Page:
They loved Silver Lake’s laid-back, family-friendly vibe, so they made an offer on a 1920s hillside property with attractive Tudor lines and a leafy backyard whose views stretched all the way to the Hollywood sign. But there was a catch: It needed a complete overhaul. Realizing they were in over their heads, they called their good friend Meghan Eisenberg, an interior designer who’d worked at Joan Behnke & Associates and had just opened her own studio. Eisenberg helped them find an architect, Jeff Troyer, who proceeded to gut the property. Now, those delightful Hollywood sign views can be enjoyed from the pool deck, adjacent grassy lawn, and the upstairs balconies, too. —Paolo Singer

Seamless Hilltop Indoor-Outdoor Living

“The living room is doubled in the pool deck,” Bestor says of the hangout zone that she calls “the anchor of the property” where the kids and their friends hang out. The space is outfitted with built-in sofas and outdoor dining tables and chairs from Potted.

Photo: Bruce Damonte

Barbara Bestor knows her way around a historic California property. Over the years, the principal and founder of Los Angeles–based AD100 firm Bestor Architecture has been the mastermind responsible for restorations and sensitive additions to 20th-century gems such as John Lautner’s 1956 Silvertop—a feat of engineering in Silver Lake known for its UFO-like concrete roof—and Rudolph Schindler’s 1946 Roth Residence, where she renovated the carport. So perhaps it wasn’t such a surprise when Bill Macomber and Annie Weisman Macomber—he’s a producer at Fancy Film; she’s a writer and producer of shows like Desperate Housewives and Physical—called to say they had purchased and renovated Raphael Soriano’s 1936 Lipetz House, but they needed more space.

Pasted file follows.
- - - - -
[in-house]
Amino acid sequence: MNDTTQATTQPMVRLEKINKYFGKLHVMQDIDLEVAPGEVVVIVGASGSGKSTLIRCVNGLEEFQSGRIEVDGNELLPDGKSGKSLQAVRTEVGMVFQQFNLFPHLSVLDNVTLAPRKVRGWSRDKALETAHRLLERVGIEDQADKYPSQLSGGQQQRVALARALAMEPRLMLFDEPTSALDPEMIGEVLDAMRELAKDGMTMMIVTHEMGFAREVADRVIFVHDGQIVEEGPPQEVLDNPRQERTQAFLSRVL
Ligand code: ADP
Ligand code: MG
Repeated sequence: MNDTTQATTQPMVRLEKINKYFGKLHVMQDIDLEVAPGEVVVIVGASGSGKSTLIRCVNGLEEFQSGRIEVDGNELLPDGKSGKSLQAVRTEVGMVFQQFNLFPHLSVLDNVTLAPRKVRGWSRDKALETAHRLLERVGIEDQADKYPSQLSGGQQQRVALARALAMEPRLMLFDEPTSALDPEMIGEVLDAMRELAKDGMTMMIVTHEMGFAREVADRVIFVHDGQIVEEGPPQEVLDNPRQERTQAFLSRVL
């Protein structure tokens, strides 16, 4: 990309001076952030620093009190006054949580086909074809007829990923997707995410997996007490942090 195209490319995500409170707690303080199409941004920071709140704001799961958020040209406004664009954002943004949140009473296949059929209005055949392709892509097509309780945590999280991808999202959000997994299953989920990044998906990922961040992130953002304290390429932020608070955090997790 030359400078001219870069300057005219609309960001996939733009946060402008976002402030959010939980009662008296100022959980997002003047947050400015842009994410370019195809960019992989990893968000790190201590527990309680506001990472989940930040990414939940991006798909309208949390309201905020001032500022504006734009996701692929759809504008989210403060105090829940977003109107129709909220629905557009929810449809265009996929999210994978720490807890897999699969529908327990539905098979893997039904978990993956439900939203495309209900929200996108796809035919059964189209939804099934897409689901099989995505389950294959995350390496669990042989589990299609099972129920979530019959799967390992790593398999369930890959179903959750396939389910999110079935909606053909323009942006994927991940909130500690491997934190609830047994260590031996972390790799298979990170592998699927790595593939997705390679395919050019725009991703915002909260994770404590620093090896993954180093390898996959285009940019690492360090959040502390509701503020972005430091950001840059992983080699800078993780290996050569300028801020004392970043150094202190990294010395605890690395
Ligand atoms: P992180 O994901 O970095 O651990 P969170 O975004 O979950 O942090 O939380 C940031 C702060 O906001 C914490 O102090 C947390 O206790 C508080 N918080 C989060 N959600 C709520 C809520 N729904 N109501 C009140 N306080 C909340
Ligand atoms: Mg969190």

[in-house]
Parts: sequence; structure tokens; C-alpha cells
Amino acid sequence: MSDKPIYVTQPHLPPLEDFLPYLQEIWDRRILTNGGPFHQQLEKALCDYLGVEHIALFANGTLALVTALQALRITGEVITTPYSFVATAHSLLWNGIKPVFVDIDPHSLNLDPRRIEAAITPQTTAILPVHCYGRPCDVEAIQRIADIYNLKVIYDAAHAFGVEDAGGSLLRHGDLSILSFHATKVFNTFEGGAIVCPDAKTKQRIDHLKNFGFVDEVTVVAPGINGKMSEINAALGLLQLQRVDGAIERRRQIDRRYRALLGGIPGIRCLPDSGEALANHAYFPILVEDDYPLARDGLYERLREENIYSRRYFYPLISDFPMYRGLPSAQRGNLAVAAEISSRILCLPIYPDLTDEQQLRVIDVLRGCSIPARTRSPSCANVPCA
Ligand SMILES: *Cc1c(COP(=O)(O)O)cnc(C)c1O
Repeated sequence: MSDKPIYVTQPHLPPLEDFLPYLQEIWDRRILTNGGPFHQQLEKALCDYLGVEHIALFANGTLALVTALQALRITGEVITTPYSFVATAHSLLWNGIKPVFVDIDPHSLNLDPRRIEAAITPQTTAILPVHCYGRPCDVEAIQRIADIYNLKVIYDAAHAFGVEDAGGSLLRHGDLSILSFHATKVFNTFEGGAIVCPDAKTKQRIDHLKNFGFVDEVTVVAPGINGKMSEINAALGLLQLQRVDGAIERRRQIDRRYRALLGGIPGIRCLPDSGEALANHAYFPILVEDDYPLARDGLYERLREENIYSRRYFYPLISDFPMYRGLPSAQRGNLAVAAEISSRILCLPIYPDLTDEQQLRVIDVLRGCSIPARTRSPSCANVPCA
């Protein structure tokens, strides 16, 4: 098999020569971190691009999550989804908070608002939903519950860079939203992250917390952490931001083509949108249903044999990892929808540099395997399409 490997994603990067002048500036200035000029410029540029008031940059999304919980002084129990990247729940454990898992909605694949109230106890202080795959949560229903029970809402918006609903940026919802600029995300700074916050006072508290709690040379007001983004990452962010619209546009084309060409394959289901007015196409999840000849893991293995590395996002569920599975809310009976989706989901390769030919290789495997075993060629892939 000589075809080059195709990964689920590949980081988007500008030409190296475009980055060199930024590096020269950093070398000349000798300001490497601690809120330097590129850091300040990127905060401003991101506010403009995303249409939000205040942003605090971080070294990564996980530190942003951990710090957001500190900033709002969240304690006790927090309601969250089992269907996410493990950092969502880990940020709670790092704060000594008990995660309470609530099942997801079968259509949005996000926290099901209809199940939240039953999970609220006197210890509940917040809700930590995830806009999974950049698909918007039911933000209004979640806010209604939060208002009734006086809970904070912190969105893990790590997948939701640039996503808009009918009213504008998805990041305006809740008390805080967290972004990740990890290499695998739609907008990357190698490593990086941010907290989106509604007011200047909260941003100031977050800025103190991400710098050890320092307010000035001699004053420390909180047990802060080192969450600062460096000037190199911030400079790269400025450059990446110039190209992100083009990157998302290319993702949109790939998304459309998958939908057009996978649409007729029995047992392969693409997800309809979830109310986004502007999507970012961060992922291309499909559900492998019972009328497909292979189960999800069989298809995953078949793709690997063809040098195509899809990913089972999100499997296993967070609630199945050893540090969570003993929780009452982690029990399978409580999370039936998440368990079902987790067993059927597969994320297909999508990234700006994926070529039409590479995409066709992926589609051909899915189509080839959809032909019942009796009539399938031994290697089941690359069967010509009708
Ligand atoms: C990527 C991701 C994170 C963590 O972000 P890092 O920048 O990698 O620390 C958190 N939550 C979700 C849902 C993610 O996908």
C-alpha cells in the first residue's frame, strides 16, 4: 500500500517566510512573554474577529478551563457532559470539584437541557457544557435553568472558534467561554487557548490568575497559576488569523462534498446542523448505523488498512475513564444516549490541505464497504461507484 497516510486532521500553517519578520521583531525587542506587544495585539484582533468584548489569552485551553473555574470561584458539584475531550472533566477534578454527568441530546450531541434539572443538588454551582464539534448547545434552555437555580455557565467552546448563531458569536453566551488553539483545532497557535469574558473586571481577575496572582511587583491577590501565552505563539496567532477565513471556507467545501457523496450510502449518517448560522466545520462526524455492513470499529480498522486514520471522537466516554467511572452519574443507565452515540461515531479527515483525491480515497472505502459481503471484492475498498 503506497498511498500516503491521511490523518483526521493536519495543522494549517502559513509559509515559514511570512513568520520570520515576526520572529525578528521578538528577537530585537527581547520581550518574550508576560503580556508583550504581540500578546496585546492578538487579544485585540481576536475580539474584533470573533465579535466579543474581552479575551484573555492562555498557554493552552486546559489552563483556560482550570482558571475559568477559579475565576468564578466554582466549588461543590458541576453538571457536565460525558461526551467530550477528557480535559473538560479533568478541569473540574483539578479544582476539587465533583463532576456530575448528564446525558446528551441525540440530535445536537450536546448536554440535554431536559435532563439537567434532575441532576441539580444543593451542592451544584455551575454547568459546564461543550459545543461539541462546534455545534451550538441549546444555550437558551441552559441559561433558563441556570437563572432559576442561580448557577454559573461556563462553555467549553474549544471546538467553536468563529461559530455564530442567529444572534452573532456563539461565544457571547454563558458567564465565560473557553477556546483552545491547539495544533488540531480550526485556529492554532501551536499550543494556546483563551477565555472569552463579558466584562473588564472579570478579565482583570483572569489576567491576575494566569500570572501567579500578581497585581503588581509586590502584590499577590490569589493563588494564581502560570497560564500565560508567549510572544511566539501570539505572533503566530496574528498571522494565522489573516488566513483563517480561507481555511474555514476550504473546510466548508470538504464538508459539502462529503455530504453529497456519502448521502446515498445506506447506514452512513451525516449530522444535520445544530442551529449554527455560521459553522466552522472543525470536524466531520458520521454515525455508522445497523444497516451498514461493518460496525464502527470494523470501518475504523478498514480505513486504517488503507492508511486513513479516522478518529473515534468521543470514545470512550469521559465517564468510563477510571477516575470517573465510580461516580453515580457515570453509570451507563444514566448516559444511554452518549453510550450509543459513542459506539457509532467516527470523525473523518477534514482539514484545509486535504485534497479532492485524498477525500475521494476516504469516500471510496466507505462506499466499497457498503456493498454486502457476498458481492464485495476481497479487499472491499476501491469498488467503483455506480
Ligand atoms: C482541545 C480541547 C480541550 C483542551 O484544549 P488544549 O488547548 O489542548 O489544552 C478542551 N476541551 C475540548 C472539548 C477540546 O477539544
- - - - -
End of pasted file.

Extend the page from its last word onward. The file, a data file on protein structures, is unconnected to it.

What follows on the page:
As California architects have long understood, the best room in a house can be outside. And that emphasis on indoor-outdoor living was instrumental to this home, where decks are installed on the front and back, the living room is doubled in the pool area, and glass walls can open up to allow easy movement between in and out. “The house feels porous in the best way,” Weisman Macomber says. “There’s little separation between inside and out.” —Hannah Martin

A Dining Cabana in Santa Monica

Not even a modern California retreat can conceal the Midwestern roots of Kathy Taslitz, an interior designer and artist. When describing her and husband Matt Grode’s dream home—that is, one that could be comfortably shared with family and friends, the Chicago-raised decorator relies on one of the heartland’s greatest cinematic scenes, quoting Kevin Costner’s character in Field of Dreams: “This was one of those, ‘If you build it, they will come’ moments.”

While the palette was kept intentionally neutral indoors, a rainbow of colors awaits beyond the expansive retractable doors—a signature Backen element employed in the living room and the upstairs sitting room to foster indoor-outdoor living. “Having lived in Chicago most of my life, there’s nothing that makes me happier than being able to open those doors and bring the outside in,” Taslitz adds. —Mel Studach

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